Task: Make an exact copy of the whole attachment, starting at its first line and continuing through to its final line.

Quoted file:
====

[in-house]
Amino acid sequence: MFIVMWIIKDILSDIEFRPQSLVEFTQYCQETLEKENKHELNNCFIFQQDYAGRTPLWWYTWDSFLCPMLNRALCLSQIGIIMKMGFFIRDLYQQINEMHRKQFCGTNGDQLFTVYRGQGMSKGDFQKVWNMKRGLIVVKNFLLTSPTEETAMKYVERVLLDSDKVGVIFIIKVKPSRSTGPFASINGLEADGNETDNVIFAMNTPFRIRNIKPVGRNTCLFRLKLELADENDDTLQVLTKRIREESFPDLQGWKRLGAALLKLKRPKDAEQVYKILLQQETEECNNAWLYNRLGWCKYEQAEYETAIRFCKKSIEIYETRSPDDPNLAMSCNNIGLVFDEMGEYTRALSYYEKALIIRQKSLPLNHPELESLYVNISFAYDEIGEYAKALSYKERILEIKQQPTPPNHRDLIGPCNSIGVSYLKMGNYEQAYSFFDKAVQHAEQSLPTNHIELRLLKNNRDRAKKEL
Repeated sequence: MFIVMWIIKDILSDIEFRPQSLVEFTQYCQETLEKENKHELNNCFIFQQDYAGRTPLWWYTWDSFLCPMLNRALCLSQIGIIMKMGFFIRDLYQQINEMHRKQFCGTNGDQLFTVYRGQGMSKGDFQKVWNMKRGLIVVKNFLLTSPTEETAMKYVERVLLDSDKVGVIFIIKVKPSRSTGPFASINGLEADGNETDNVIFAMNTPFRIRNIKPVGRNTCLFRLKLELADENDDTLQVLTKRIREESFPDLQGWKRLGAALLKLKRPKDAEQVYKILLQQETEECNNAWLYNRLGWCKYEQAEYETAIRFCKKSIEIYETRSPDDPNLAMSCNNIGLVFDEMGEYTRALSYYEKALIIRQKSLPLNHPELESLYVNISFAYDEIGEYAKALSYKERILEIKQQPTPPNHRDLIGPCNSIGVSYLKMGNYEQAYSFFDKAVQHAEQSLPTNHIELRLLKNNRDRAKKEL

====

[in-house]
Amino acid sequence: MFIVMWIIKDILSDIEFRPQSLVEFTQYCQETLEKENKHELNNCFIFQQDYAGRTPLWWYTWDSFLCPMLNRALCLSQIGIIMKMGFFIRDLYQQINEMHRKQFCGTNGDQLFTVYRGQGMSKGDFQKVWNMKRGLIVVKNFLLTSPTEETAMKYVERVLLDSDKVGVIFIIKVKPSRSTGPFASINGLEADGNETDNVIFAMNTPFRIRNIKPVGRNTCLFRLKLELADENDDTLQVLTKRIREESFPDLQGWKRLGAALLKLKRPKDAEQVYKILLQQETEECNNAWLYNRLGWCKYEQAEYETAIRFCKKSIEIYETRSPDDPNLAMSCNNIGLVFDEMGEYTRALSYYEKALIIRQKSLPLNHPELESLYVNISFAYDEIGEYAKALSYKERILEIKQQPTPPNHRDLIGPCNSIGVSYLKMGNYEQAYSFFDKAVQHAEQSLPTNHIELRLLKNNRDRAKKEL
Repeated sequence: MFIVMWIIKDILSDIEFRPQSLVEFTQYCQETLEKENKHELNNCFIFQQDYAGRTPLWWYTWDSFLCPMLNRALCLSQIGIIMKMGFFIRDLYQQINEMHRKQFCGTNGDQLFTVYRGQGMSKGDFQKVWNMKRGLIVVKNFLLTSPTEETAMKYVERVLLDSDKVGVIFIIKVKPSRSTGPFASINGLEADGNETDNVIFAMNTPFRIRNIKPVGRNTCLFRLKLELADENDDTLQVLTKRIREESFPDLQGWKRLGAALLKLKRPKDAEQVYKILLQQETEECNNAWLYNRLGWCKYEQAEYETAIRFCKKSIEIYETRSPDDPNLAMSCNNIGLVFDEMGEYTRALSYYEKALIIRQKSLPLNHPELESLYVNISFAYDEIGEYAKALSYKERILEIKQQPTPPNHRDLIGPCNSIGVSYLKMGNYEQAYSFFDKAVQHAEQSLPTNHIELRLLKNNRDRAKKEL